on May 20, 2013 1:09 PM

I purchased this dvd and am still trying to get an answer as to where the two free patterns advertised on the cover are.   This is my third attempt to get a response.  You were sure quick to answer when I wanted to purchase this.

PLEASE ANSWER ME!

Thank you

aluap6 wrote
on May 20, 2013 1:09 PM

I purchased this dvd and am still trying to get an answer as to where the two free patterns advertised on the cover are.   This is my third attempt to get a response.  You were sure quick to answer when I wanted to purchase this.

PLEASE ANSWER ME!

Thank you

SallyP@4 wrote
on Dec 25, 2012 6:10 AM

I have the video and love it. Can I get any of the patterns featured on the DVD?

chezmoi321 wrote
on Oct 22, 2012 9:05 AM

All the instructions on short-rows I have found online assume you are knitting and purling rows.  I have a pattern with just knitting all rows.  Are there instructions for short-rows with all rows knitting?

Ilehlia wrote
on Oct 21, 2012 11:55 AM

Thanks, Denise!  That's a good start.  I'll give it a try.

DeniseW wrote
on Oct 20, 2012 9:05 PM

Which way your short rows should slant depends on what shape you're trying to create. For a neckline worked from the top down, you are working from a narrower part to a wider one, so your wraps would start closer to the center and work out wider.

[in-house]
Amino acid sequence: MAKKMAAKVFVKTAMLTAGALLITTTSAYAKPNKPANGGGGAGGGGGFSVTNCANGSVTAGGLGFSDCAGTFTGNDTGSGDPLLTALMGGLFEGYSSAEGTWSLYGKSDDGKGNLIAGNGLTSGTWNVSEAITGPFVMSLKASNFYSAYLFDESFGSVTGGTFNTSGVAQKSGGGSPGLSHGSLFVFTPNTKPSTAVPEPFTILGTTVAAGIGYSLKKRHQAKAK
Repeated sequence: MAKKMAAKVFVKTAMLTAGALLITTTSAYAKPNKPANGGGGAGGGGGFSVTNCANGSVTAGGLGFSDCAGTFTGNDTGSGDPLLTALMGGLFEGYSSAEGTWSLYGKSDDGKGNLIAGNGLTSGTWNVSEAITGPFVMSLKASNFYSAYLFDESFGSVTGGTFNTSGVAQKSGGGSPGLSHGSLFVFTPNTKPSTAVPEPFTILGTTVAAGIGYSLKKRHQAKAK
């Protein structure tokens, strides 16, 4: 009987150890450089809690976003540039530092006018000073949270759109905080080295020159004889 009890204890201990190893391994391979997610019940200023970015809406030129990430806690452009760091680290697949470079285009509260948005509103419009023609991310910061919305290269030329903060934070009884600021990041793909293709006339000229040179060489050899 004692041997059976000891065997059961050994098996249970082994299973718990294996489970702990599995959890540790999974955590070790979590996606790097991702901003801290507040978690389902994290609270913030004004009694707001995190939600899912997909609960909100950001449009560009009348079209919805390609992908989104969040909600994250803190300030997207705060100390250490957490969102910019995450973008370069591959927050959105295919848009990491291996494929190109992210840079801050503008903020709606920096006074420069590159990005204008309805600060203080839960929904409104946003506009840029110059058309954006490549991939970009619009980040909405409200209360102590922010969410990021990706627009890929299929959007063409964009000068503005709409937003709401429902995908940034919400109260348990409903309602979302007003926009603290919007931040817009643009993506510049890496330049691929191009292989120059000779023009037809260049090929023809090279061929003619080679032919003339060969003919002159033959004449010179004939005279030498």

To determine how many short rows to add, figure out how much length you want to add to the back neckline and how many rows it takes to get that length -- that's the number of short rows you need to add. As for the placement of the wraps, I usually work a sample to decide what looks right. Someone else might have a formula, though.

Ilehlia wrote
on Oct 20, 2012 7:35 AM

I can do short rows in a practice swatch, and get the wraps and turns right, but I don't know how to work them into an existing pattern.  There's a particular top-down cardigan pattern I'd like to work them into.  The sweater is raglan style, knit in rows on a circular needle.  The back neckline sits too low, because it is even with the front neckline, being started at the same time.  I would like to figure out how to add some short rows to the back, after the neckline ribbing, to raise it an inch or two.  How do I incorporate short rows?  Is there a formula I can calculate, or should I just do a mini-version as a practice piece, and then expand it into the full-size cardigan?  And when you're doing a series of short rows, do you do each subsequent wrap-and-turn inside the previous ones, or outside?  As in, which way should they slant?  Any suggestions would be most welcome!

JoJo@20 wrote
on Oct 20, 2012 7:30 AM

I am wondering if the pattern to the purple shawl is available? thank you

CharlotteH@5 wrote
on Oct 19, 2012 2:04 PM

I haven't done short rows yet but I am looking foreward to trying.

That being said.  I am a large person and would like to know if

there is a good source for enlarging patterns?

C. Hellmann

SheilaZ@3 wrote
on Oct 19, 2012 11:54 AM

The problem I have with short rows happens when knitting on the round.  The "purl" side wraps aren't picked up on purl rows.  They are picked up and knit as "knit" rows when you are going around the garment.  This leaves big, weird holes and is really messy.  Can anyone tell me what I'm doing wrong with this?

kbosler wrote
on Oct 19, 2012 9:48 AM

I learned short rows with worsted weight yarn but with little sock yarn I split it and distroyed it trying to keep the tension right and knit the stitches.